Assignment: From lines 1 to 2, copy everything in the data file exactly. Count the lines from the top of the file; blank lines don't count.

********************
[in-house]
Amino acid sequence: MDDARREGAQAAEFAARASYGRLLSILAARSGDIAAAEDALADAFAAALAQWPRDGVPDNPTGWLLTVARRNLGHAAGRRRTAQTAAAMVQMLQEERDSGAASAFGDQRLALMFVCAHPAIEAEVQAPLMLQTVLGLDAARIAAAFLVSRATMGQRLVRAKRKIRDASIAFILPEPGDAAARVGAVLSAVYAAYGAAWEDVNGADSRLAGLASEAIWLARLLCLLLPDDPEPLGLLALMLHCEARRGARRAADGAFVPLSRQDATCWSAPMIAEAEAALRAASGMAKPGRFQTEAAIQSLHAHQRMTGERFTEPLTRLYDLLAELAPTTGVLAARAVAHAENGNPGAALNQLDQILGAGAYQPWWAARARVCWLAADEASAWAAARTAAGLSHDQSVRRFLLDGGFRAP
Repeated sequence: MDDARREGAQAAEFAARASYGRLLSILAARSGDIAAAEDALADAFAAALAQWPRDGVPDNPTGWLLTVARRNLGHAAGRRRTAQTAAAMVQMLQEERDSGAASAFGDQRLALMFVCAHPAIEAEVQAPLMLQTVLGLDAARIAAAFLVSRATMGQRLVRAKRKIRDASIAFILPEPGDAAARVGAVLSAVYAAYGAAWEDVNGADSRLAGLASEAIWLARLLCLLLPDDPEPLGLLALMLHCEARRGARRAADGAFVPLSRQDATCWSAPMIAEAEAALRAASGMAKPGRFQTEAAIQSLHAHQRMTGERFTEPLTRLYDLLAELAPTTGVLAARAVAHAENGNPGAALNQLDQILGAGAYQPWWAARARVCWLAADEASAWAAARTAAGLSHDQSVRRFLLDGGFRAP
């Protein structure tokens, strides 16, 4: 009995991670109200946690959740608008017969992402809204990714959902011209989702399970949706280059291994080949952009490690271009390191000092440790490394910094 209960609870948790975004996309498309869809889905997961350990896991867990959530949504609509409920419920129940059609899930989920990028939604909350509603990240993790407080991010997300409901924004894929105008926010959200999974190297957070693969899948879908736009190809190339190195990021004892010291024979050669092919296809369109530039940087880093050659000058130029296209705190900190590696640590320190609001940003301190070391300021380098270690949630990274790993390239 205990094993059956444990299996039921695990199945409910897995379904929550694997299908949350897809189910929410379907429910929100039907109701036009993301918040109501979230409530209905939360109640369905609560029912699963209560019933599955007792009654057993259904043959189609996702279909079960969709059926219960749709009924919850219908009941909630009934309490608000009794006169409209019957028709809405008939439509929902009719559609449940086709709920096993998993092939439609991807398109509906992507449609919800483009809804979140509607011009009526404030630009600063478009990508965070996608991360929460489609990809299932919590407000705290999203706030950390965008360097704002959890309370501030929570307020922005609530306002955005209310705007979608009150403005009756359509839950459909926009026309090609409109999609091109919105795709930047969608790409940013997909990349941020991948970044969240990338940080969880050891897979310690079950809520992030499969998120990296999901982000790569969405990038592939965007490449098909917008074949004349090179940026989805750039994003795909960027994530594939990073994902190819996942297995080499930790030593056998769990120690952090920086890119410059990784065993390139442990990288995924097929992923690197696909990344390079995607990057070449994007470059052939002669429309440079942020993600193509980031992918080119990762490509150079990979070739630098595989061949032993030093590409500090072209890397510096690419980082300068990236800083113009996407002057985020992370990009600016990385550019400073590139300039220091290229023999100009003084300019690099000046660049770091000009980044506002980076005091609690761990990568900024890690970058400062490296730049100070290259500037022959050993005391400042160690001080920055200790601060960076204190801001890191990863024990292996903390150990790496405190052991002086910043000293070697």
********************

[in-house]
Amino acid sequence: MDDARREGAQAAEFAARASYGRLLSILAARSGDIAAAEDALADAFAAALAQWPRDGVPDNPTGWLLTVARRNLGHAAGRRRTAQTAAAMVQMLQEERDSGAASAFGDQRLALMFVCAHPAIEAEVQAPLMLQTVLGLDAARIAAAFLVSRATMGQRLVRAKRKIRDASIAFILPEPGDAAARVGAVLSAVYAAYGAAWEDVNGADSRLAGLASEAIWLARLLCLLLPDDPEPLGLLALMLHCEARRGARRAADGAFVPLSRQDATCWSAPMIAEAEAALRAASGMAKPGRFQTEAAIQSLHAHQRMTGERFTEPLTRLYDLLAELAPTTGVLAARAVAHAENGNPGAALNQLDQILGAGAYQPWWAARARVCWLAADEASAWAAARTAAGLSHDQSVRRFLLDGGFRAP